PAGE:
|Topic Review (Newest First)|
|09-04-2006 08:03 PM|
|sailingdog||Glad to help.|
|09-04-2006 07:35 PM|
Last weekend I usee JohnR's trick of cleaning out the track and was amazed at the difference it made. It was not quite as simple as it sounded, because getting into the track would have meant removing all the slugs first, so I cut the binding off the top slug and resewed it after doing the job
It was not easy to get the cloth patch inside the track but persistence paid off. A local product called "Gumption" comes in a damp paste and by wetting the patch before liberally coating on one side, it was possible to "stick" it to the inside of the groove and still get the slug over it. Some whipping twine kept it in place while being raised and lowered. This was repeated several times with fresh patches, then every slug was coated with "zipper" grease and the main raised. Wow - what a difference!
Thanks John. Also thanks to Sailing Dog for comments about the plastic insert
|09-04-2006 02:05 PM|
|sailingdog||Another solution is to get longer slugs. Most tracks can accommodate slightly longer slugs than you may have on your existing sail. The longer slugs tend not to twist as much and don't jam as easily.|
|09-03-2006 09:19 PM|
|Jotun||I have the same problem, though it is not due to dirt or grime in the track. The slugs seem to get pulled at an angle and lock up just above the slot. I've never been out alone, so it's not much of a problem. Someone just goes up to the mast and feeds the slugs up, but I'm not sure I could raise the main alone.|
|08-30-2006 11:56 PM|
|sailingdog||I think it is fairly simple to install. Someone at my friend's marina did it a couple of months ago, while I was there helping step their mast. IIRC correctly, it just slides into the existing track... no real complicated installation issues... from what I saw.|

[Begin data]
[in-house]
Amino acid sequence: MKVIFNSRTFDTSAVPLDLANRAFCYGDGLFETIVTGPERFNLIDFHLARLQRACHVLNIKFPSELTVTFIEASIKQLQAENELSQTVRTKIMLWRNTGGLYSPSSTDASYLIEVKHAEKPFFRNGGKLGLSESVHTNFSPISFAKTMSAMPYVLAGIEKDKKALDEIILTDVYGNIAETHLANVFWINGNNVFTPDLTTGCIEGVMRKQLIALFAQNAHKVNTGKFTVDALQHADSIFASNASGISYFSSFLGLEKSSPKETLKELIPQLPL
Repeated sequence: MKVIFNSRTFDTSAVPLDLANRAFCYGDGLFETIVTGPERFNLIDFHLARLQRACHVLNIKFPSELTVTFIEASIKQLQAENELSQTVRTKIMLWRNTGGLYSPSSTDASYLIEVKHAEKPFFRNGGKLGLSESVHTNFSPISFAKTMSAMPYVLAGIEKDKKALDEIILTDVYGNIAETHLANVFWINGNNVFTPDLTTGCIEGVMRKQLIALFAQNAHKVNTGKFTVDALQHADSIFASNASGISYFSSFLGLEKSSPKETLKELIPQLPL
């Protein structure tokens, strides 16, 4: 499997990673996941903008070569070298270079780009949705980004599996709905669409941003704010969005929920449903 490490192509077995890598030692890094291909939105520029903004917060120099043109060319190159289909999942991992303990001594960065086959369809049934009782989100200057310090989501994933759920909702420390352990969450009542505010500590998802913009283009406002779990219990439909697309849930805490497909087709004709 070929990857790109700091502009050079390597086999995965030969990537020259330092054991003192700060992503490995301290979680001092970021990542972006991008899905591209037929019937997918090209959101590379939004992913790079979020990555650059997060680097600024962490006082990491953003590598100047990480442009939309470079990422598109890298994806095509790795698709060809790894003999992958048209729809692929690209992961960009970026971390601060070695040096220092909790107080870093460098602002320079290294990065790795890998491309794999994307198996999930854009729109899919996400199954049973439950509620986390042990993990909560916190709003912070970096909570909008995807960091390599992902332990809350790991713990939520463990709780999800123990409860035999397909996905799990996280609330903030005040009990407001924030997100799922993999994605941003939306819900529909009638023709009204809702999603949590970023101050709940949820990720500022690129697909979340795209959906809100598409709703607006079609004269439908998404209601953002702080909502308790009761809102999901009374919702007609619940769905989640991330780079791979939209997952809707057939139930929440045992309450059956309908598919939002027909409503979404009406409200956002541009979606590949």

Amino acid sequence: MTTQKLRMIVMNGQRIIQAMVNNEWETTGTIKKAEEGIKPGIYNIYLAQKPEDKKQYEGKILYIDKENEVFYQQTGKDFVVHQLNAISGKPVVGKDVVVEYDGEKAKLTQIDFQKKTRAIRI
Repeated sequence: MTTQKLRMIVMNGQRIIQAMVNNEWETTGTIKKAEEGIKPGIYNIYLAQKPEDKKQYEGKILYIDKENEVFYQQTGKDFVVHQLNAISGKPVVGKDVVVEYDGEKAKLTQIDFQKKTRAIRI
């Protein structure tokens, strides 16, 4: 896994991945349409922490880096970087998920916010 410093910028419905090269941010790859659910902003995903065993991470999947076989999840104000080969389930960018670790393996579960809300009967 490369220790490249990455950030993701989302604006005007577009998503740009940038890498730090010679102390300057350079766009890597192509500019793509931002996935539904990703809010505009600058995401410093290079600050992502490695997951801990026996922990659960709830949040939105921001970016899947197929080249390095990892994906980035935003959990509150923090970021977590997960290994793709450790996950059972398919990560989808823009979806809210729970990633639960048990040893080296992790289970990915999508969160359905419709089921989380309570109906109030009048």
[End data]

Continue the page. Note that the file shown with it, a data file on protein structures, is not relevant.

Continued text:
|08-30-2006 10:01 PM|
How hard or easy was it to install the ''strong track'' system from Tides Marine? Sounds like a good inexpensive fix for the same problem on my 30' catamaran, where the mast groove is fairly worn and the pressure from the full battens is high.
|08-22-2006 07:34 PM|
|sailingdog||A similar technique to JR's was used but involved a Scotchbrite sponge instead. The scotchbrite sponge would probably clean a bit better than the cloth.|
|08-22-2006 06:52 PM|
|knothead||Jr, great post.|
|08-21-2006 12:57 PM|
I had exactly the same problem with a difficult-to-raise main. I actually broke a halyard one time winching on it. I researched the problem and here is the solution I implemented:
I glued a small strip of terry cloth to one of the plastic slides. Then, I attached nylon string to the slide in such a way that I could both pull it up the mast and back down. I drenched the terry cloth with "Goo Gone" and quickly hoisted up the slide and then pulled it back down. I repeated this process about 15-20 times. By the time I was finished, the cloth was black with grime and goo. I cleaned the cloth and repeated until the grime appeared to be gone.
Next, I loaded the cloth with acetone and ran it up and down about 3 times. I did this to remove any "Goo Gone" residue. Finally, I loaded the cloth with MacLube SailKote and ran it up and down about 5 times. I also drenched all the other slides and batcars with SailKote. The next time I went out, I could literally hoist the main with one hand and no winching.
Here are some tips I learned in the process:
1.) Cut the cloth just a little wider than the track. This way, the cloth cleans the sides of the track as well as the front and back. It also helps the cloth to stay in the track. I used a 2" x 6" strip of cloth.
2.) Rough-up the slide with sand paper before gluing the cloth to it. Otherwise, the glue probably won't stick. I would create two or three of these little devices since the cloth wears out pretty quick.
3.) I used Gorilla glue to attach the cloth to the slide. Be careful that you don't create a lump of glue/cloth on the slide or else it won't fit in the track. Clamp it down tight so it retains a low profile when it dries.
4.) The best cleaning action occurs when you pull the contraption back down the mast. This is because the cloth "bunches up" in front of the slide and you get a little scrubbing action.
The biggest barrier to a smooth slide is dirt and grime. You can lubricate all day long, but if you are just lubricating filth, you won't get good results. You can probably buy a kit that does something similar to what I did, but it was such a no-brainer I figured "why spend the money?"
|08-21-2006 11:55 AM|
Who'd of thought that I could learn so much (I've been taking notes) stuck out here in the desert!
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